Grandmother's Dutch Apple Pie
For the dough
2 cups of all purpose flour
1/2 cup of granulated sugar
1.5 stick of butter, cold
2 tablespoons of ice cold water
1 egg
1/2 teaspoon of salt

Mix the flour with the sugar and cut in the butter until the flour turns into small pea-size pellets. Add 2 tablespoons of ice cold water, the egg and the salt and quickly knead the dough into a cohesive whole. Add more ice water if the dough is too dry. Pat into an oval, cover with plastic wrap and refrigerate.

For the filling
8 small apples, peeled and cored
1 tablespoon lemon juice
1 cup of golden raisins, soaked*
1 tablespoon speculaas spices
2 tablespoons custard powder
2 tablespoons panko or unseasoned breadcrumbs
1/2 cup of sugar

Brushing
1 egg yolk beaten with 1 tablespoon heavy cream
1 tablespoon raw sugar

Quarter the apples and slice them thin. Toss them with the lemon juice, raisins, speculaas spices, custard powder and sugar. Set aside. Cut the crust off the bread and cut it into small cubes.

Butter a 9 inch spring form. Take the dough out of the refrigerator and remove 1/3th of the dough. Roll the rest into a large circle and line the bottom and sides of the form with the dough. Do not crimp. Sprinkle the panko or unseasoned breadcrumbs on the bottom of the dough, and pour in the apple mix. It's okay to push it down so as to fit more, that way the slices will stick better together and make it easier to cut into neat pie slices. Roll the rest of the dough out and cut into 6 wide strips. Place three strips crossing from left to right, the other three from right to left. Press lightly where the strip connects with the pie dough and remove any hangover dough from the rim. Brush the lattice with the egg and cream, and sprinkle the sugar on top of the dough. Bake in an 375 F degree oven for approximately 1 hour.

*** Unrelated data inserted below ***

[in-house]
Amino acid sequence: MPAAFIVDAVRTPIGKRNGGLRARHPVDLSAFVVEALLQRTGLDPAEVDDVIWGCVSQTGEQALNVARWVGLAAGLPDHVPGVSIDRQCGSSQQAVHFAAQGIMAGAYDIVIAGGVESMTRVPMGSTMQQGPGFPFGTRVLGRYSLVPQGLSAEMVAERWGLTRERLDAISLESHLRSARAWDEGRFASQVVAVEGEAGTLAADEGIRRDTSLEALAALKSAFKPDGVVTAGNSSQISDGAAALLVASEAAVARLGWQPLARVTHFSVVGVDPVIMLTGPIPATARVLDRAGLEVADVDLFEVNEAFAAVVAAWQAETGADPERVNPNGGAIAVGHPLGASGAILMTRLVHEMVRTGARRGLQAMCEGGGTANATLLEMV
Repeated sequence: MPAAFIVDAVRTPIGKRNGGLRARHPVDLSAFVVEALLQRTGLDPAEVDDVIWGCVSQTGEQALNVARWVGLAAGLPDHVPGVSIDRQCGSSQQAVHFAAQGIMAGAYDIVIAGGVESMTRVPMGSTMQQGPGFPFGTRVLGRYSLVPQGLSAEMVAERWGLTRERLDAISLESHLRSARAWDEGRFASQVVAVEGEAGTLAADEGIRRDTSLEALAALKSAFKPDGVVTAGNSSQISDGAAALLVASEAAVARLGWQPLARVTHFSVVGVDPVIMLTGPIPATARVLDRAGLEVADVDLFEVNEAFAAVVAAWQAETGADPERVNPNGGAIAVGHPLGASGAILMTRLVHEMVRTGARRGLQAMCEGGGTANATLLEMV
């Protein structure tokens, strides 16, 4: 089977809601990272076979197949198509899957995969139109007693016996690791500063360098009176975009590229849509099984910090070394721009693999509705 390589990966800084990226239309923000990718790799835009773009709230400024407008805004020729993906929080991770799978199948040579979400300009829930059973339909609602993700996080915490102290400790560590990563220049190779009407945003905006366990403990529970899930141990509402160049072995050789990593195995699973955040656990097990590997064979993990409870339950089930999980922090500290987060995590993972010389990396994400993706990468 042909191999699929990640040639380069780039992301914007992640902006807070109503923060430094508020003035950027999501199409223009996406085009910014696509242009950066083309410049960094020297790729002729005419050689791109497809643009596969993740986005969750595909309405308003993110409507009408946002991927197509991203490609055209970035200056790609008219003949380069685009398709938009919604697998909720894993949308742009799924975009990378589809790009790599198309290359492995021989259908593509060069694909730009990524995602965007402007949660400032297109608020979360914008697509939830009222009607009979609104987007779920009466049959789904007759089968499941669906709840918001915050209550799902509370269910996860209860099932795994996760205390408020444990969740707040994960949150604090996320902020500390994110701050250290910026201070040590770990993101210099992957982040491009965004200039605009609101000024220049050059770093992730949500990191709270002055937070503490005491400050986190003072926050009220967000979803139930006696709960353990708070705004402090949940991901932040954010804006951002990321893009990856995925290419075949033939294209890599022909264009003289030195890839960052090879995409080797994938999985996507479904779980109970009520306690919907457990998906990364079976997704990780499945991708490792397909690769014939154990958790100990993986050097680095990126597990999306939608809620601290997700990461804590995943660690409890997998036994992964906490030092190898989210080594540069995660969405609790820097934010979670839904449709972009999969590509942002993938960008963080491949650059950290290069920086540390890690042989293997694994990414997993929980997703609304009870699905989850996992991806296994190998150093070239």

Let the pie cool on a rack, then cut into generous pieces and serve with a slightly sweetened dollop of whipped cream. Sit back and enjoy your hard labor: you deserved it!



Tip: you can also make five single serve hand pies out of the same amount. The small ones freeze well and are good to have around in case company shows up, or in case you feel like celebrating something. And if you have nothing to celebrate, you could celebrate the fact that you have nothing to celebrate!


* Soak the raisins in warm apple juice, a little bit of rum, or use boerenjongens. Lovely!

Rijstevlaai


The history of "vlaai", or flat pies, is a long one. Initially discovered by the Germanic tribes, the story goes that the women would spread out any leftover dough from bread baking on a hot stone and drizzled fruit juice or honey over it to make themselves a little treat. Over the dough, mind you, not the stone. Over the years, the dough was spread thinner and the number of toppings became larger, and hey presto! they ended up with fruit pies. That's how the story goes. We weren't there so we can't really know whether it's true or not.......it doesn't really matter, does it? All that counts is that we have fabulous recipes for all kinds of pies!

The province of Limburg, gastronomically one of the more interesting areas of the country, is known for a large variety of culinary treasures, among which are its famous vlaaien, or pies. Limburg vlaaien are unique in their sort as they use yeast dough instead of a pie crust, and measure on average about 28 centimeters (approximately 11 inches) in diameter. Elaborate lattice works, almond shavings, or swirls of whipped cream are used to top off the pies that often hold fruit fillings or custardy creams. One of the most popular choices is a pie with a creamy milk rice filling, the rijstevlaai. Vlaaien are usually served on Sundays after lunch, at birthdays, burials, weddings, coffee tables, retirement parties, and when the local fair is in town. Any time there's a gathering of good people, really. And if there is no reason at all to celebrate, mourn, gather or depart, it's just a gezellig thing to do. A cup of coffee, a piece of vlaai, and your day's made!

Fortunately, they're easy to make and bake, and tend to be a favorite with many. Enjoy a slice of vlaai with a cup of coffee or tea, and pick out a variety you like. How about kersenvlaai , (cherry) or kruimelvlaai, a custard crumble? Sometimes a mocha vlaai, or one covered in fresh fruit may hit the spot. The yeast base is always the same, the filling changes.

Rijstevlaai
For the dough
1 3/4 cup (200 grams) all-purpose flour
1/2 cup (125 ml) milk, lukewarm
2 teaspoons active dry yeast
1 tablespoon sugar
2 tablespoons (30 grams) butter, room temperature
1 egg, beaten

For the filling
3 1/2 cups (800 ml) whole milk
1/2 cup (100 grams) short-grain rice
1/3 cup (75 grams) regular sugar
Pinch of salt
2 eggs, divided
2 tablespoons regular sugar
2 teaspoons vanilla essence




Add the flour to a mixing bowl. Proof the yeast in the warm milk, then add to the flour. Mix in the sugar, the butter, and the beaten egg, and knead everything into a soft but solid dough. Cover and set aside to rise.